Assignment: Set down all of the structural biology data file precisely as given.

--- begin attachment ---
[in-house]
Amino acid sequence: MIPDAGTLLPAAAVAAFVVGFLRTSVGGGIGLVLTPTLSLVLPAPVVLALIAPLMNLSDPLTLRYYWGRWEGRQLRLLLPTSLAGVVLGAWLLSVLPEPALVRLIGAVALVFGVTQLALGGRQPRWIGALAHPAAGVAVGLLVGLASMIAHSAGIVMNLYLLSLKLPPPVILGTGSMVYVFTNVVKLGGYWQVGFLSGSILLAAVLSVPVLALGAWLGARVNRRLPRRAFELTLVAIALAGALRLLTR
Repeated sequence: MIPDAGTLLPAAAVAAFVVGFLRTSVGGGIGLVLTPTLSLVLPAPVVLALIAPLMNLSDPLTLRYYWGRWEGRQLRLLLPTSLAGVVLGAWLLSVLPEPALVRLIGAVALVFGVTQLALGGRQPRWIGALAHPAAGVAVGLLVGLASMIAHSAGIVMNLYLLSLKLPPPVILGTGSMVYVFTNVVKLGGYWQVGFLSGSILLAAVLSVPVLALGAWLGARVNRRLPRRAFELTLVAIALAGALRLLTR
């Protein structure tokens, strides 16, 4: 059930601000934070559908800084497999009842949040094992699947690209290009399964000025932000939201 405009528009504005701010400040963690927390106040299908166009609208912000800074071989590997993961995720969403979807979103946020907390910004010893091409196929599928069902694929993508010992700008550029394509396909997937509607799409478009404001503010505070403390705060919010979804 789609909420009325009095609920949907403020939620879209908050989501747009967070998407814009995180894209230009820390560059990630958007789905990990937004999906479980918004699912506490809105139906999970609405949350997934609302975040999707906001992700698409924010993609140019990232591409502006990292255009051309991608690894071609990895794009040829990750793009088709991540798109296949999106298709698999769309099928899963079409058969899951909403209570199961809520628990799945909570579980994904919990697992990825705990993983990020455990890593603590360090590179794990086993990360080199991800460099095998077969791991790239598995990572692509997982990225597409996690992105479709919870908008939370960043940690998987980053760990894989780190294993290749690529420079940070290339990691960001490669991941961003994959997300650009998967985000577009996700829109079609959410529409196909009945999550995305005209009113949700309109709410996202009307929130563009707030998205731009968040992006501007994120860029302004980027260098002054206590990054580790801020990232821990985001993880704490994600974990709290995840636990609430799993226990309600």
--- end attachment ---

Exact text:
[in-house]
Amino acid sequence: MIPDAGTLLPAAAVAAFVVGFLRTSVGGGIGLVLTPTLSLVLPAPVVLALIAPLMNLSDPLTLRYYWGRWEGRQLRLLLPTSLAGVVLGAWLLSVLPEPALVRLIGAVALVFGVTQLALGGRQPRWIGALAHPAAGVAVGLLVGLASMIAHSAGIVMNLYLLSLKLPPPVILGTGSMVYVFTNVVKLGGYWQVGFLSGSILLAAVLSVPVLALGAWLGARVNRRLPRRAFELTLVAIALAGALRLLTR
Repeated sequence: MIPDAGTLLPAAAVAAFVVGFLRTSVGGGIGLVLTPTLSLVLPAPVVLALIAPLMNLSDPLTLRYYWGRWEGRQLRLLLPTSLAGVVLGAWLLSVLPEPALVRLIGAVALVFGVTQLALGGRQPRWIGALAHPAAGVAVGLLVGLASMIAHSAGIVMNLYLLSLKLPPPVILGTGSMVYVFTNVVKLGGYWQVGFLSGSILLAAVLSVPVLALGAWLGARVNRRLPRRAFELTLVAIALAGALRLLTR
């Protein structure tokens, strides 16, 4: 059930601000934070559908800084497999009842949040094992699947690209290009399964000025932000939201 405009528009504005701010400040963690927390106040299908166009609208912000800074071989590997993961995720969403979807979103946020907390910004010893091409196929599928069902694929993508010992700008550029394509396909997937509607799409478009404001503010505070403390705060919010979804 789609909420009325009095609920949907403020939620879209908050989501747009967070998407814009995180894209230009820390560059990630958007789905990990937004999906479980918004699912506490809105139906999970609405949350997934609302975040999707906001992700698409924010993609140019990232591409502006990292255009051309991608690894071609990895794009040829990750793009088709991540798109296949999106298709698999769309099928899963079409058969899951909403209570199961809520628990799945909570579980994904919990697992990825705990993983990020455990890593603590360090590179794990086993990360080199991800460099095998077969791991790239598995990572692509997982990225597409996690992105479709919870908008939370960043940690998987980053760990894989780190294993290749690529420079940070290339990691960001490669991941961003994959997300650009998967985000577009996700829109079609959410529409196909009945999550995305005209009113949700309109709410996202009307929130563009707030998205731009968040992006501007994120860029302004980027260098002054206590990054580790801020990232821990985001993880704490994600974990709290995840636990609430799993226990309600």